As former UVA dean Nicole Eramo’s marathon $7.5 million defamation suit against Rolling Stone rolled into its fourth week, a jury awarded her $3 million in damages Monday for the magazine’s November 2014 story, “A Rape on Campus.”
“This was nothing short of a complete repudiation of Rolling Stone and Sabrina Erdely’s malicious journalism,” said Eramo attorney Libby Locke.
The award put $2 million of the liability on reporter Erdely for statements in her story and post-publication publicity, and found Rolling Stone liable for $1 million for republishing the story December 5, 2014, with an editor’s note saying it found one-named source Jackie no longer credible.
“I’m certainly happy to be putting it behind me and getting to the next chapter of my life,” said Eramo after the jury award.
“The real win was Friday and the verdict and the public repudiation of Rolling Stone,” said Locke. “Shame on them. Shame on them.”
The Rolling Stone legal team, along with Erdely and managing deputy editor Sean Woods, left by the federal courthouse back door, and when spotted in The Pointe lounge at the Omni Hotel, declined to comment, but seemed rather cheery despite the jury’s decision.
“Yeah, we’re going to appeal,” said attorney Elizabeth McNamara.
Friday, November 4, was when, after two-and-a-half days of deliberation, the jury found that Rolling Stone, Erdely and Wenner Media acted with actual malice when it published the now debunked tale of UVA student Jackie’s alleged gang rape at Phi Kappa Psi and its assertions that Eramo discouraged victims from reporting assaults and had a “nonreaction” when Jackie told her about two additional gang rapes at Phi Psi.
The jury was back in court Monday for the damages portion of the trial.
Rolling Stone attorney David Paxton, representing a chastened Rolling Stone that heard the jury’s verdict “loud and clear” on Friday and wanted “to take our medicine,” he said, reminded jurors that the scope of the initial suit had been narrowed to three statements in the story, and not the article as a whole nor the illustration of Eramo that she said made her “look like the devil.”
After the Rolling Stone article came out, Eramo’s anguish was so great, she said she curled into a ball, wanted to disappear and considered suicide, testimony that had one juror wiping a tear and another nodding her head in agreement with the harm Eramo said the story caused her.
When she first read the story, Eramo found its account of a gang rape “heartbreaking,” and she was confused. She said, “I didn’t understand why [Jackie] didn’t let me help her.”
Then she read the parts about her, and said, with her voice breaking, it was “somebody who had my name, and then the picture was somebody who had my face, but not somebody I recognized.”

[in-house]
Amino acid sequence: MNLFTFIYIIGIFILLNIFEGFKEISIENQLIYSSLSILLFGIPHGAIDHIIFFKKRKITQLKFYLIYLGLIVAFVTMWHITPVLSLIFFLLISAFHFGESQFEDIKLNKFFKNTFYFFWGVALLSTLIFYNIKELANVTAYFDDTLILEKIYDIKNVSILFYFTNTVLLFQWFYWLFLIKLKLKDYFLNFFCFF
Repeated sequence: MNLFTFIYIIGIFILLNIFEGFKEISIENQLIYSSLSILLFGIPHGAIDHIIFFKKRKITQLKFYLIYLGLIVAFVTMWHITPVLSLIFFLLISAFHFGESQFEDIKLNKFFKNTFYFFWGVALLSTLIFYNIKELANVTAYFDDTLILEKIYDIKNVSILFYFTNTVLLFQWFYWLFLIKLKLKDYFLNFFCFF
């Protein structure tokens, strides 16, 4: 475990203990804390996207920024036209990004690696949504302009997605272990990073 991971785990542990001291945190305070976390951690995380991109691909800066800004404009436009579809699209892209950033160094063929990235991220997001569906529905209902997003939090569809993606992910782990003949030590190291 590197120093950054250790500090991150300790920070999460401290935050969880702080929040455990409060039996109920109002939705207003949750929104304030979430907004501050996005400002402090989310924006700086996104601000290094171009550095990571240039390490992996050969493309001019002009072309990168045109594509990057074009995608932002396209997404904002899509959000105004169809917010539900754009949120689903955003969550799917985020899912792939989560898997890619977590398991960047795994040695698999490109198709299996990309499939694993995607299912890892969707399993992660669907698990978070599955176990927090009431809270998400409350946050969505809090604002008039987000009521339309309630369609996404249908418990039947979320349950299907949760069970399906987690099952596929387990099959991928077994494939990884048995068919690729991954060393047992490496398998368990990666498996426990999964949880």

The depiction of her discouraging survivors from reporting their assaults “was devastating to me,” she said. “That was exactly the opposite of what I tried to do.”
Eramo described the “surreal” feeling of walking through Grounds after the story came out with everybody upset. A SlutWalk to end rape culture ended up protesting outside her office, and “created the picture that was in the story,” she said.
Fearing for her physical safety, her husband would pick her up from work at night. She turned the more than 200 vicious e-mails she received over to University Police, and she read a sampling of them:
“I’m sickened by what I have read and you should be ashamed of yourself and how you treat victims of sexual assault.”
“You are a despicable human being.”
Another had the subject line: “Dean of rape.”
Eramo told the jury she cried constantly and couldn’t sleep or eat. Using student lingo, she said, “I was a hot mess.” She retreated into herself and “felt like a pox upon people near me,” she added.
The damages hearing also included testimony about her breast cancer. A double mastectomy had been scheduled for December 19, 2014, exactly one month after the Rolling Stone article was published.
By the end of January, she had an infection and ended up in the hospital for nine days, which caused her to abandon reconstruction and push back chemotherapy.
“I felt seriously debilitated going into my surgery,” she said.
Her doctor, Kant Lin, testified, “Stress is a very insidious thing,” and created “an unfavorable situation for surgical healing.”
Her husband, Kirt von Daacke, a UVA history professor and assistant dean, described the impact of the Rolling Stone story: “Holy cow. When the article hit, it was as if someone set the University of Virginia on fire.”
The day the article came out, he heard his wife crying at 5am. “And it got worse from there,” he said, with protests outside her office and a faculty e-mail chain calling for her to be fired. “I’ve never heard so many angry people talking about my wife,” he said.
“They destroyed her,” he said.
And on the Sunday after the article came out, he heard “sobbing from the abyss,” he said. “It was a wail I’ve never heard from her. She was curled up in the fetal position in a little ball. I don’t know how we got through that.”
He also noted, “To me, it looks like she’s aged five years in the past two years. It’s hard when you’re nearly 50 to have the career you thought you had taken away.”
Eramo’s attorney Tom Clare directed the jury to consider the injury his client had suffered from pain, embarrassment, humiliation or mental suffering. Injury to her reputation and her professional standing, including the “loss of her dream job,” should also be part of the award, he said.
“Nicole’s great-grandchildren will never know her,” he said. “What they will know is what’s on the Internet.”
Paxton countered that when her descendants Google her, “the story is going to be about the vindication of Ms. Eramo.”